ANU says flaws with Australia’s carbon offset scheme “irrefutable” as Coalition appointees resign

Researchers at The Australian National University have detailed flaws in Australia's government-backed carbon offset regime.
Researchers at The Australian National University have detailed flaws in Australia’s government-backed carbon offset regime.

Leading experts have doubled down on their call for Australia’s government-backed carbon offset regime to be overhauled, saying the flaw are “irrefutable” as it emerged that three Coalition appointees had resigned from a key oversight committee at the request of the new government.

Issues about Australia’s national carbon offset scheme – the Emissions Reduction Fund – were first raised by professor Andrew Macintosh, who chaired on the Emissions Reduction Assurance Committee (ERAC) for more than six years under the Coalition government.

His claims however, were rejected by the current committee. But three appointees – the controversial Coalition aligned energy market modeller Brian Fisher, former fossil fuel industry lobbyist and committee chair David Byers – and cement industry representative Margie Thomson, all resigned from the watchdog.

RenewEconomy has been informed that all three resigned at the request of Labor’s climate and energy minister Chris Bowen.

ANU researchers, led by professor Macintosh, have published a fresh critique of the most popular carbon offset methodology used by the Emissions Reduction Fund – the Human-Induced Regeneration method – which awards offsets for changes in agricultural practices that purport to support regeneration of native forests.

The ANU researchers say the methodology contains “numerous flaws” relating to the measurement of emissions reductions using the methodology, as question whether it achieves any ‘additionality’ – additional emissions reductions above business-as-usual.

The papers detail a range of flaws in the modelling approach used by the Clean Energy Regulator to credit projects for claimed offsets, including that it allows projects to claim offsets for emissions absorbed by ‘mature’ trees that may have pre-dated the project.

In particular, the research papers challenge the notion that agricultural activities – primarily sheep and cattle grazing – have any lasting impact on vegetation cover, suggesting that variation in vegetation is primarily driven by available rainfall.

“Where trees are actually growing in the carbon estimation areas, they would have grown anyway because rainfall, not grazing, is the primary determinant of the prevalence of trees and shrubs in uncleared rangeland areas,” the researchers say.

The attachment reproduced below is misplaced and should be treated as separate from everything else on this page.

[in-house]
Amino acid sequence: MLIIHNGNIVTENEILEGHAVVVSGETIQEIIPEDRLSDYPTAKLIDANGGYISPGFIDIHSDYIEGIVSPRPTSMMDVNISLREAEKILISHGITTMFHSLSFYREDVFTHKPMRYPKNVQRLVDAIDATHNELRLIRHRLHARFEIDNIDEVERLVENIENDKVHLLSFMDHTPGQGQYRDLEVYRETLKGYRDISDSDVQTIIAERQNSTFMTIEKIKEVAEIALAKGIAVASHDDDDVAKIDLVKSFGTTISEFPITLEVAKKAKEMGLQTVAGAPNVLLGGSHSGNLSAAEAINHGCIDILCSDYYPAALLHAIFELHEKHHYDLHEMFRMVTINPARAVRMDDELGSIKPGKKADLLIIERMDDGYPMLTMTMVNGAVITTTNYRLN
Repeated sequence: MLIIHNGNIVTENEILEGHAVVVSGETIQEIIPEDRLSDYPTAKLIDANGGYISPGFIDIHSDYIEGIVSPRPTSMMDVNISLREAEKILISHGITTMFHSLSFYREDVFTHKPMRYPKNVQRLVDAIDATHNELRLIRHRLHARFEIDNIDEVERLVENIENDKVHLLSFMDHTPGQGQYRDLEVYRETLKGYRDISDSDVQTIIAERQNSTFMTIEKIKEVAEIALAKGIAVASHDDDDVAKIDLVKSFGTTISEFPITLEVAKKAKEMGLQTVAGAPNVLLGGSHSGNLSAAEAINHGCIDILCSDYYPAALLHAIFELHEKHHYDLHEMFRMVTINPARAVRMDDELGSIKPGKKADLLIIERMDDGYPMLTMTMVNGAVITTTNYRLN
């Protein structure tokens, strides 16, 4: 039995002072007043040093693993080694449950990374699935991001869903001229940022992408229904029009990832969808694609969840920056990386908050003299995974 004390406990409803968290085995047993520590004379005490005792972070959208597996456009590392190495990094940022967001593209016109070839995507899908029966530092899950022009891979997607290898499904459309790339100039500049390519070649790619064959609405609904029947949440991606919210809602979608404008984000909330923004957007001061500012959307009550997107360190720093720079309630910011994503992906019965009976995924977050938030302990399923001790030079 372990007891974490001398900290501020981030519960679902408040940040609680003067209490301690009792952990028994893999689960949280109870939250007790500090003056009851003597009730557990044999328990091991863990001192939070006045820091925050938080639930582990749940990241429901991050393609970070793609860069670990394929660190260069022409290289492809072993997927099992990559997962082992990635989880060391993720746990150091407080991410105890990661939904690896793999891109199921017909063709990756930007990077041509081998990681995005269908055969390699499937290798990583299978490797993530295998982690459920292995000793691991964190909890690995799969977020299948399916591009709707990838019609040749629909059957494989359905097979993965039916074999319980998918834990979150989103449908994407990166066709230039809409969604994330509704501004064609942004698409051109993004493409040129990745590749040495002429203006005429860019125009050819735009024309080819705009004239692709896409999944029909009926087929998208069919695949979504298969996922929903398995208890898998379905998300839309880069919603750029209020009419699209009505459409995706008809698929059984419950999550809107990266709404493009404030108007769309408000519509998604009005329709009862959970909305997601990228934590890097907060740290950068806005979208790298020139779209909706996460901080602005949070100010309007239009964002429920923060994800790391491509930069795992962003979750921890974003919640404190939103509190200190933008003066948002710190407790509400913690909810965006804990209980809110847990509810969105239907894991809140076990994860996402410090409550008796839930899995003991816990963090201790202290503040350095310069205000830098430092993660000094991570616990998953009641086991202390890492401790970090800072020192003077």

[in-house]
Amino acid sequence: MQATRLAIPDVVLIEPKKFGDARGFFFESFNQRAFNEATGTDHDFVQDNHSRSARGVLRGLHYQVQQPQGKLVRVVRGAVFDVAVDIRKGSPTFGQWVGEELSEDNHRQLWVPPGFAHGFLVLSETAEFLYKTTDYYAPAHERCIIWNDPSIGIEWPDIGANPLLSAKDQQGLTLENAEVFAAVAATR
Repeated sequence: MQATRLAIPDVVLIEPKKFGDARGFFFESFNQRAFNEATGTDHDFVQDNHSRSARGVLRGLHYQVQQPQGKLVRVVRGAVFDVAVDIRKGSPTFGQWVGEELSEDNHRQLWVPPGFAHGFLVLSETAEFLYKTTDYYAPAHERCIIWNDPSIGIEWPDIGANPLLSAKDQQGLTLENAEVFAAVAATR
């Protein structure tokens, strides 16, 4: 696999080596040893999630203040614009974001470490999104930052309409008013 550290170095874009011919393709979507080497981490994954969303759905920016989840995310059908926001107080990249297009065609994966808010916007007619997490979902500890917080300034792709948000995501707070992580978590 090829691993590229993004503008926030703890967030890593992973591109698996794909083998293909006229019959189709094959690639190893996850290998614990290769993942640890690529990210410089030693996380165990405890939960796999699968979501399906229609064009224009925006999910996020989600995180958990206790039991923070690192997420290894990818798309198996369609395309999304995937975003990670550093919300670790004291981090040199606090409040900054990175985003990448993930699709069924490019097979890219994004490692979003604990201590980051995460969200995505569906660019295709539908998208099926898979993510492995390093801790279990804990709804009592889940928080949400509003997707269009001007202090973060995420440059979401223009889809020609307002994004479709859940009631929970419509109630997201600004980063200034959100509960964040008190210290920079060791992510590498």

“Never in the 30 years of this debate has there been any material evidence or support for the notion that grazing alone (in the absence of clearing) has significantly reduced tree and shrub cover over vast areas of the rangelands; as would be necessary to justify the current gross misapplication of the HIR method,” the researchers say.

“In certain circumstances, grazing pressure can materially reduce tree and shrub cover, including in regenerating vegetation following from clearing. However, cases where grazing transforms woody vegetation without prior clearing are exceptions, not the rule.”

If the researchers’ claim is correct, it would suggest the ‘Human-Induced Regeneration method’ has little actual influence on vegetation levels and the amount of carbon absorbed, undermining the legitimacy of carbon offsets issued to projects purporting to apply the methodology.

An additional flaw, according to the researchers, is the practice of issuing carbon offsets on the basis of modelling rather than more direct measurement of the amount of carbon dioxide absorbed by vegetation.

Offset projects have been allowed to include pre-existing, ‘mature’, vegetation in their offset calculations, leading to an overestimation of the carbon removals attributable to any changes in agricultural practices.

Macintosh raised the substantial concerns about the environmental integrity of the carbon offsets issued under the Emissions Reduction Fund earlier this year, after turning whistle-blower.

More than half of all offsets that have contracts under the Emissions Reduction Fund have used the Human-Induced Regeneration method, which has been used to issue around 30 per cent of all Australian Carbon Credit Units issued by the Clean Energy Regulator.

The claims have been repeatedly dismissed as being unfounded by both the Clean Energy Regulator, which administers the Emissions Reduction Fund, and the current ERAC body, both denying that there are issues with the carbon offset methodologies.

But Macintosh says the “substantial problems with the method is irrefutable”. They are now expected investigated as part of a broader review of the scheme instigated by the new Labor government.

“The Australian public deserves an explanation for how this method has been allowed to stand when there are such manifest integrity problems, and why proponents have been credited for tree growth that has not occurred,” the research paper says.

“The CER/ERAC defence of the HIR method is deeply flawed and well below the standard that should be expected of government agencies that are responsible for the oversight of a financial market,” the researchers say.

“It is time for both the CER and ERAC to concede that the HIR method has been misapplied and that this has resulted in significant over-crediting, and to start working constructively on solutions.”

The review of the Emissions Reduction Fund will be led by former chief scientist Ian Chubb and will deliver its recommendations to the government before the end of the year.

Michael Mazengarb is a climate and energy policy analyst with more than 15 years of professional experience, including as a contributor to Renew Economy. He writes at Tempests and Terawatts.

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